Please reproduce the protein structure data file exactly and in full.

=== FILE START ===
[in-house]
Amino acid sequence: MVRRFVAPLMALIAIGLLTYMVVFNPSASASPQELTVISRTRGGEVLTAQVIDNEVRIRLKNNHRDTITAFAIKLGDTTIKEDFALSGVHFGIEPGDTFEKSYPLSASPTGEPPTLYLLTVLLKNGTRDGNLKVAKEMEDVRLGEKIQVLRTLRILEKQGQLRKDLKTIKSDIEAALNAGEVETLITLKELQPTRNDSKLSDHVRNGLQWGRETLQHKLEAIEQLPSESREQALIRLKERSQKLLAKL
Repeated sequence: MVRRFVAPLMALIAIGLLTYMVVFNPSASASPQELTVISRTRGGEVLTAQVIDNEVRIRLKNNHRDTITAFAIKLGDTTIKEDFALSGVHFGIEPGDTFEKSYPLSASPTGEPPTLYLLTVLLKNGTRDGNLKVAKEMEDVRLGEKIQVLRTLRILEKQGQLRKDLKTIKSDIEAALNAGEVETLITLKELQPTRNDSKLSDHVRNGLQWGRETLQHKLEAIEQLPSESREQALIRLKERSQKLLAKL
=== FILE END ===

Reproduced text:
[in-house]
Amino acid sequence: MVRRFVAPLMALIAIGLLTYMVVFNPSASASPQELTVISRTRGGEVLTAQVIDNEVRIRLKNNHRDTITAFAIKLGDTTIKEDFALSGVHFGIEPGDTFEKSYPLSASPTGEPPTLYLLTVLLKNGTRDGNLKVAKEMEDVRLGEKIQVLRTLRILEKQGQLRKDLKTIKSDIEAALNAGEVETLITLKELQPTRNDSKLSDHVRNGLQWGRETLQHKLEAIEQLPSESREQALIRLKERSQKLLAKL
Repeated sequence: MVRRFVAPLMALIAIGLLTYMVVFNPSASASPQELTVISRTRGGEVLTAQVIDNEVRIRLKNNHRDTITAFAIKLGDTTIKEDFALSGVHFGIEPGDTFEKSYPLSASPTGEPPTLYLLTVLLKNGTRDGNLKVAKEMEDVRLGEKIQVLRTLRILEKQGQLRKDLKTIKSDIEAALNAGEVETLITLKELQPTRNDSKLSDHVRNGLQWGRETLQHKLEAIEQLPSESREQALIRLKERSQKLLAKL